You can get even better results from your aerobic workout by combining it with a routine of skeletal muscle toning weight training exercises.

Muscles are often concealed by stubborn fat, but weight training can coax them to the surface, resulting in a more toned and sculpted physique and body shape.

Resistance Training can Improve Intelligence

Weight training has been linked to benefits for both physical and mental health.

In a six month study in Brazil, it was observed that resistance weight training improved participants’ cognitive skills.

The sessions with the extra load aided short-term memory, boosted verbal thinking, and fostered increased focus and attention.

This could be because your brain receives a more varied and interesting set of stimuli during resistance training than during a standard aerobic session, preventing it from becoming stale and unmotivating.

Strength Training can Cut Your Gym Time by Half

Adding weights to your routine not only speeds up your progress, but also cuts down on the amount of time you need to spend at the gym expanding your cardio options.

If you’re short on time but still want to get in a decent full-body workout, circuit training is a great option because it combines weight lifting with cardiovascular exercise.

Circuit training is a method of exercising that alternates between intense bursts of cardio and focused strength-training.

Alternately, you might spend less time on the treadmill and more time lifting weights by devoting the final 10 minutes of your workout to the latter.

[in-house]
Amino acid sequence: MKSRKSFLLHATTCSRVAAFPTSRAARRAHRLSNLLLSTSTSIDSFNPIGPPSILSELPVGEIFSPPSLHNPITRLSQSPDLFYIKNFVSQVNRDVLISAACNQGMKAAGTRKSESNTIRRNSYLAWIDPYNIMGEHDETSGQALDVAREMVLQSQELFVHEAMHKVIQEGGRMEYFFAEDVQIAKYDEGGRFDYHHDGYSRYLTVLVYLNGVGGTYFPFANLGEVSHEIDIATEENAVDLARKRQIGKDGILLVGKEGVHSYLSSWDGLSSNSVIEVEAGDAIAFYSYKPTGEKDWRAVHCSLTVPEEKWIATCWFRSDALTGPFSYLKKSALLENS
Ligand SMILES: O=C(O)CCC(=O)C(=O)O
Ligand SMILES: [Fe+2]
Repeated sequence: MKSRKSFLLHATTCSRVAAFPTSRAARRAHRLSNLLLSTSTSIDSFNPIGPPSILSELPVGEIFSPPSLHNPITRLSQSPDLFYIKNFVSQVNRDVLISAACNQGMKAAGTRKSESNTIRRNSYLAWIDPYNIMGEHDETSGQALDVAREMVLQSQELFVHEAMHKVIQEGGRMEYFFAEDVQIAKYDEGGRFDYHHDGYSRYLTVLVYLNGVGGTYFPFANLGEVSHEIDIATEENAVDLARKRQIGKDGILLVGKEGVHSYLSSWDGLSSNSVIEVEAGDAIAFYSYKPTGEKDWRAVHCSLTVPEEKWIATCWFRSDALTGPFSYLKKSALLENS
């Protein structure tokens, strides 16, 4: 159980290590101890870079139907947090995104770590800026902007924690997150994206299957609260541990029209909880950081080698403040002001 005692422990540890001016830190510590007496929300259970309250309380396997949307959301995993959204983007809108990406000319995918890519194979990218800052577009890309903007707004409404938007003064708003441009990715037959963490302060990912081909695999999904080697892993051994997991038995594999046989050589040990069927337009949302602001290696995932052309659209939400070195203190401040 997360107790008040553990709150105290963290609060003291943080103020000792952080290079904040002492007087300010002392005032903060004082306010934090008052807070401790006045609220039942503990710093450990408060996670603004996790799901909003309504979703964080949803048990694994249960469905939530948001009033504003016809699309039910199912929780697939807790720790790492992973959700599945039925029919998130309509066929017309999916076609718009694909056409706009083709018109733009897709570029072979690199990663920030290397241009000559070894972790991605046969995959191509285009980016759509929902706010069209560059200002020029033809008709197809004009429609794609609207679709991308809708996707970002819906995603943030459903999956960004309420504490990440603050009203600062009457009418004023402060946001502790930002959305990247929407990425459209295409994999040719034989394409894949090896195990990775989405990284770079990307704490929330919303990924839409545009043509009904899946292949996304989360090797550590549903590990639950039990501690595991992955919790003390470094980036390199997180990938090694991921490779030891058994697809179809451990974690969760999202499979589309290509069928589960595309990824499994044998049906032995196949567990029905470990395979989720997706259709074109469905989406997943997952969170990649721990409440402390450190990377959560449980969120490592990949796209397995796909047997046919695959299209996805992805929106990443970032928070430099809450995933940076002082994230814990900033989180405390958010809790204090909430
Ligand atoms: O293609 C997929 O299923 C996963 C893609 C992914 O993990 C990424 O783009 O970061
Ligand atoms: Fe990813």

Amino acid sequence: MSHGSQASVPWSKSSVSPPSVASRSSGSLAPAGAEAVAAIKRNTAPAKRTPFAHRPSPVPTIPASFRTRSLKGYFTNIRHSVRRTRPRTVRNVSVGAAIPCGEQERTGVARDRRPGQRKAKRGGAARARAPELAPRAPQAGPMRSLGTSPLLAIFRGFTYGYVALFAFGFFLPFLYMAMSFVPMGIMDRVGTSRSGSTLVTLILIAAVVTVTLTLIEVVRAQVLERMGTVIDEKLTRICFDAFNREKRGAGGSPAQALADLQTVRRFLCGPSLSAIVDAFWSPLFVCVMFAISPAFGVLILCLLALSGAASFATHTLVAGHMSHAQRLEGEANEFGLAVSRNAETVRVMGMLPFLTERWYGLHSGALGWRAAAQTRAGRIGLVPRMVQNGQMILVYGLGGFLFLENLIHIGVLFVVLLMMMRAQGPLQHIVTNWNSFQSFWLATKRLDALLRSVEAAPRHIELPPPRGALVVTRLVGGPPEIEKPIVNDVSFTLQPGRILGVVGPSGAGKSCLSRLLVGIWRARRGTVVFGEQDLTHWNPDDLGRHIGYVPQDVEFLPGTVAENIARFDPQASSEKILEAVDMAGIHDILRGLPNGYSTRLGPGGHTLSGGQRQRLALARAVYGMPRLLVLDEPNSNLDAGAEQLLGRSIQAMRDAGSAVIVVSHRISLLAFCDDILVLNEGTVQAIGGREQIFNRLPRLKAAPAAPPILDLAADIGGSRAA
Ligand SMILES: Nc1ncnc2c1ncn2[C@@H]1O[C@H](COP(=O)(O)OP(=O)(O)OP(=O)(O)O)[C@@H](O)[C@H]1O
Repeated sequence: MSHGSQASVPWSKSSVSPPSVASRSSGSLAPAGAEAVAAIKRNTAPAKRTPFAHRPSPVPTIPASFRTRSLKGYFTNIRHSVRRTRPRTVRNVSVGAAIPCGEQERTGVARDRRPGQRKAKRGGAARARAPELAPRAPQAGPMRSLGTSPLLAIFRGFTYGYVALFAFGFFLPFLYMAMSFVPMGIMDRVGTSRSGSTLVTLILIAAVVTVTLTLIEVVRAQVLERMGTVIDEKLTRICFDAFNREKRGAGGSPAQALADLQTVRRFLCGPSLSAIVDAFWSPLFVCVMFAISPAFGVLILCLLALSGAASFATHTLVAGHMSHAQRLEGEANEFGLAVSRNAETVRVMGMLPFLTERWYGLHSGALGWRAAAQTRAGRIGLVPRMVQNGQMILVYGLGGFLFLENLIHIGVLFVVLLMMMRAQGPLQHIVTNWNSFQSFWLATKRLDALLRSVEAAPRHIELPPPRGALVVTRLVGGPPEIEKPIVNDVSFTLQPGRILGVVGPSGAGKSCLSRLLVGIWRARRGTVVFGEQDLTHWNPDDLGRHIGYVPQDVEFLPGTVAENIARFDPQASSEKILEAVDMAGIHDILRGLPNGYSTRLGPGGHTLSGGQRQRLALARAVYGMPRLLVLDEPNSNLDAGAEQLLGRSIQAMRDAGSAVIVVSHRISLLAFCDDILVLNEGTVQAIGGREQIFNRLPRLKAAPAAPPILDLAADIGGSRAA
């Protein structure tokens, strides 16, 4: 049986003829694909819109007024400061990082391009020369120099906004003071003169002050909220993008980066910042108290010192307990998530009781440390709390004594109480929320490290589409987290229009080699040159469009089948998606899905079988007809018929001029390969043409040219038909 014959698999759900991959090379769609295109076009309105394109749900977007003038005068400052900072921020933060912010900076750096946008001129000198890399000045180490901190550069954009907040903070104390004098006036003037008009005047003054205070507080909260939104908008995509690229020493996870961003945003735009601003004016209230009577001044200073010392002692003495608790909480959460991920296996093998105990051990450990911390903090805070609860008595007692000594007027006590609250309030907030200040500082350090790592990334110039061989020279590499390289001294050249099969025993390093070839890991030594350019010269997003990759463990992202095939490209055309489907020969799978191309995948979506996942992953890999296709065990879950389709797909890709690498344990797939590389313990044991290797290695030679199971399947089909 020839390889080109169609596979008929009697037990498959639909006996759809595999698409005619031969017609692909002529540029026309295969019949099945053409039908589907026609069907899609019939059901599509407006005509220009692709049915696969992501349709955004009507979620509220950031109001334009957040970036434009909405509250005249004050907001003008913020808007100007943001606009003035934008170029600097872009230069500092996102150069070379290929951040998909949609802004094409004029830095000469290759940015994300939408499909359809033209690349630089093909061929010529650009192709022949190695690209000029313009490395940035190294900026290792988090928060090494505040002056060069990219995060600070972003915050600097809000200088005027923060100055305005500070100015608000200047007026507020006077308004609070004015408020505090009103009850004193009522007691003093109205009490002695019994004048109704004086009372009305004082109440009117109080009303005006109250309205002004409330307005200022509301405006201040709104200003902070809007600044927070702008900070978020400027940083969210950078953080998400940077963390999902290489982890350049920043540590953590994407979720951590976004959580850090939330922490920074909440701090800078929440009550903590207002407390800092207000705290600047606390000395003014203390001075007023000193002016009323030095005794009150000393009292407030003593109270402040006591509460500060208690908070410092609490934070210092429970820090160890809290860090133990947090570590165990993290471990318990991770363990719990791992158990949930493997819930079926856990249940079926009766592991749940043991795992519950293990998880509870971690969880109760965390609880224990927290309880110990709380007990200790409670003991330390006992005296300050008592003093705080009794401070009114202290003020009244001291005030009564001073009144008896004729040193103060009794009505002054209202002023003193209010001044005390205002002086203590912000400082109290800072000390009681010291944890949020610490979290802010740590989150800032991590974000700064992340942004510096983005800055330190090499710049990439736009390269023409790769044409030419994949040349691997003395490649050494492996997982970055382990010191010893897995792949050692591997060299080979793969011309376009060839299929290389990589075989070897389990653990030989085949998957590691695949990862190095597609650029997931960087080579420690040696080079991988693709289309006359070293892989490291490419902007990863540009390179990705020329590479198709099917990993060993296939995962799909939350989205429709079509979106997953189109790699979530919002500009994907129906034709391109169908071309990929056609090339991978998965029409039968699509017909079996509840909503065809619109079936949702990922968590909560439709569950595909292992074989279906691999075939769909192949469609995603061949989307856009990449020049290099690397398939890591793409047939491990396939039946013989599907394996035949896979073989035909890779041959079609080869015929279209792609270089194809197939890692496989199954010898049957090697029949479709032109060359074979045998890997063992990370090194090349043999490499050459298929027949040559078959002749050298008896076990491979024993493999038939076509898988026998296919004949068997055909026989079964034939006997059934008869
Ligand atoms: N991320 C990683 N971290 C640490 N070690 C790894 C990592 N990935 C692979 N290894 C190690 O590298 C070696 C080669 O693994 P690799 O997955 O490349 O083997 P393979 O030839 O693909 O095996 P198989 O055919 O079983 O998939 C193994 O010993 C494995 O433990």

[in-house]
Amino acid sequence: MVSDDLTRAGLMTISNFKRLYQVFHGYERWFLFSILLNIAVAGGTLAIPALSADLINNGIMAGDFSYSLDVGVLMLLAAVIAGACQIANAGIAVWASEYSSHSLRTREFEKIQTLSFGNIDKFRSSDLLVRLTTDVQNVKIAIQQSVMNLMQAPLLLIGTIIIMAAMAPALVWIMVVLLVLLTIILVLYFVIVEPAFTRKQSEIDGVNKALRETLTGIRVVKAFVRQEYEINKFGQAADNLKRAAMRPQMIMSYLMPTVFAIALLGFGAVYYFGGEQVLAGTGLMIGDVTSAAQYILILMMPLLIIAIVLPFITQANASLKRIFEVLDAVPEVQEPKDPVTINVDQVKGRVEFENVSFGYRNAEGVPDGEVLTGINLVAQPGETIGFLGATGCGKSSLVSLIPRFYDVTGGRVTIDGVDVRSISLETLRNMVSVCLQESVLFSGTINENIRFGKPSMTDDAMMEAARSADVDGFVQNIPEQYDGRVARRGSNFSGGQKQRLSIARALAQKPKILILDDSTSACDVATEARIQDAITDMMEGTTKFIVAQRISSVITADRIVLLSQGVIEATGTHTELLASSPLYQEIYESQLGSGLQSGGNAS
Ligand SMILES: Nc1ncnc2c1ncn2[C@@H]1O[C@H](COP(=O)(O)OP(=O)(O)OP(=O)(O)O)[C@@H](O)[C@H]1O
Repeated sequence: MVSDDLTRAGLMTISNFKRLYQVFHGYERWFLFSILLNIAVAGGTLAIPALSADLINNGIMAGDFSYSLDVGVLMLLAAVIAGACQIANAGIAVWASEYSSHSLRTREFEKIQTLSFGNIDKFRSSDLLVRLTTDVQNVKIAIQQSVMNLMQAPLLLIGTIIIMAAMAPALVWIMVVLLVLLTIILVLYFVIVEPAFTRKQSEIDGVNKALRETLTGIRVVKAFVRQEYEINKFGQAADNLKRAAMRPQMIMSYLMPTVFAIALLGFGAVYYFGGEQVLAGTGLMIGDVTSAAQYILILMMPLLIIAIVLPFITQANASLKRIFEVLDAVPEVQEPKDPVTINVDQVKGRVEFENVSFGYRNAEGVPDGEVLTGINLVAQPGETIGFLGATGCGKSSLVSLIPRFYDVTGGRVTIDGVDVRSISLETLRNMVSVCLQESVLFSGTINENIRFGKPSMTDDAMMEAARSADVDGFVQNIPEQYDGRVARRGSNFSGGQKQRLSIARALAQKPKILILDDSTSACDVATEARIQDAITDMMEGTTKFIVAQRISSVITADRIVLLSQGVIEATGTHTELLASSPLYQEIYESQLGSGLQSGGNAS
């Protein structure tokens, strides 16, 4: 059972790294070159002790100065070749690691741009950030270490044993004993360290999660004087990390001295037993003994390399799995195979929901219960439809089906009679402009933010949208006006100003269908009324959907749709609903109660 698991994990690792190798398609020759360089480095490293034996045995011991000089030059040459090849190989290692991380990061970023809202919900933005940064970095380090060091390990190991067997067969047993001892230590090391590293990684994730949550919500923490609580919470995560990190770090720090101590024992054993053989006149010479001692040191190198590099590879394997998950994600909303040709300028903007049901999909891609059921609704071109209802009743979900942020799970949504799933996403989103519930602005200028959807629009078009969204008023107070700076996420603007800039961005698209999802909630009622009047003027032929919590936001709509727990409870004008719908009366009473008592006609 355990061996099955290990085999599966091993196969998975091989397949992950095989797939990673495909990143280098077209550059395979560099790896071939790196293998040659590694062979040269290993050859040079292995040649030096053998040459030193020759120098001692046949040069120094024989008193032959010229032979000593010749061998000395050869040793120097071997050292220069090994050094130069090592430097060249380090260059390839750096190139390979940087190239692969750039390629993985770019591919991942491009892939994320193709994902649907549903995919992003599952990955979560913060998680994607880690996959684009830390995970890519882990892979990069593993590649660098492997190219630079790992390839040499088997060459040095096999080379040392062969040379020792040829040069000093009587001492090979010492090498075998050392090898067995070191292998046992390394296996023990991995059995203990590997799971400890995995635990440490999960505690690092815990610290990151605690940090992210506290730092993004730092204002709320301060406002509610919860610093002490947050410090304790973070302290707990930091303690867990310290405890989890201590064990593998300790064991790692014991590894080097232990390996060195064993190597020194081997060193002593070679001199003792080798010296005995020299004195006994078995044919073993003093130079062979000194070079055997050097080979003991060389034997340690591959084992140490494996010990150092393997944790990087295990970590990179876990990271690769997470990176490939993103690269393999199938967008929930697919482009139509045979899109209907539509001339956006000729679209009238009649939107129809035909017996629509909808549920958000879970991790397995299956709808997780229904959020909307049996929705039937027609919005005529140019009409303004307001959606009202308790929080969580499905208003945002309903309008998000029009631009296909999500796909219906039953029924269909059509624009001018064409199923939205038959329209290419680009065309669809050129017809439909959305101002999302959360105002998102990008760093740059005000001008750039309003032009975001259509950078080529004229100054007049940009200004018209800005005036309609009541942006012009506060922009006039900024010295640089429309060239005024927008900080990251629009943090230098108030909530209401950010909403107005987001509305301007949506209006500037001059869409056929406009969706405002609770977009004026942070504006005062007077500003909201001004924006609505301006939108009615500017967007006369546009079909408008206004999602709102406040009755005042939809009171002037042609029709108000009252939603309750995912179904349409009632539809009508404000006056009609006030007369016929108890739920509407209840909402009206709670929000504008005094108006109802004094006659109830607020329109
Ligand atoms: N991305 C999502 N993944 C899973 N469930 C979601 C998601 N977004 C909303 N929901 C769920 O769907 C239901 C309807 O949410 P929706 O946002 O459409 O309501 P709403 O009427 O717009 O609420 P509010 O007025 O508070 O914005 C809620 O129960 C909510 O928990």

Weight Training Builds and Improves Brain Functions

Lifting heavy has several positive health benefits beyond merely building skeletal muscles.

Several hormones are produced in greater quantities during weight training; one of these is insulin-like growth factor-1 (IGF-1), which has been shown to improve brain connectivity and cognition.

Strength Training can Improve Longevity And Quality Of Life In Old Age

After you leave your teenage years behind, the benefits of lifting heavy do not end. In fact, lifting heavy can boost your lifespan and quality of life even in old age..

Intense weight training has a multiplicative effect on bone and muscle density and you should be assured that your sturdy skeleton will be there for you when you’re older, especially if you develop a disease or suffer an injury that makes it difficult, if not impossible, to get out of bed.

In addition to the physical benefits of weightlifting, the mental strength that comes with a regular lifting regimen is especially useful for older individuals who struggle with the isolation, loneliness, and despair that often accompany old age.

You may equip yourself with a defense mechanism against these unpleasant emotions by making regular trips to the gym as weight training today can help you live longer and better tomorrow.

So rather than sitting at home doing nothing in your old age, you will still be actively engaging in weight training because you had adopted this habit right from your youth and old habits die hard, as they say.


There are several positive outcomes from engaging in high resistance training. It’s not necessarily a terrible sign if you notice that your weight is creeping up rather than down from week to week.

These gains in weight should be occurring because your muscles are getting bigger and denser, requiring more energy to do the same work as before, provided you are eating well and training consistently.

In addition to lowering the risk of heart disease and diabetes, resistance exercise can considerably boost your metabolic rate by strengthening muscle fibers and increasing insulin sensitivity. In the end, you’ll be healthier, stronger, more muscular, and less prone to injury in your day-to-day activities.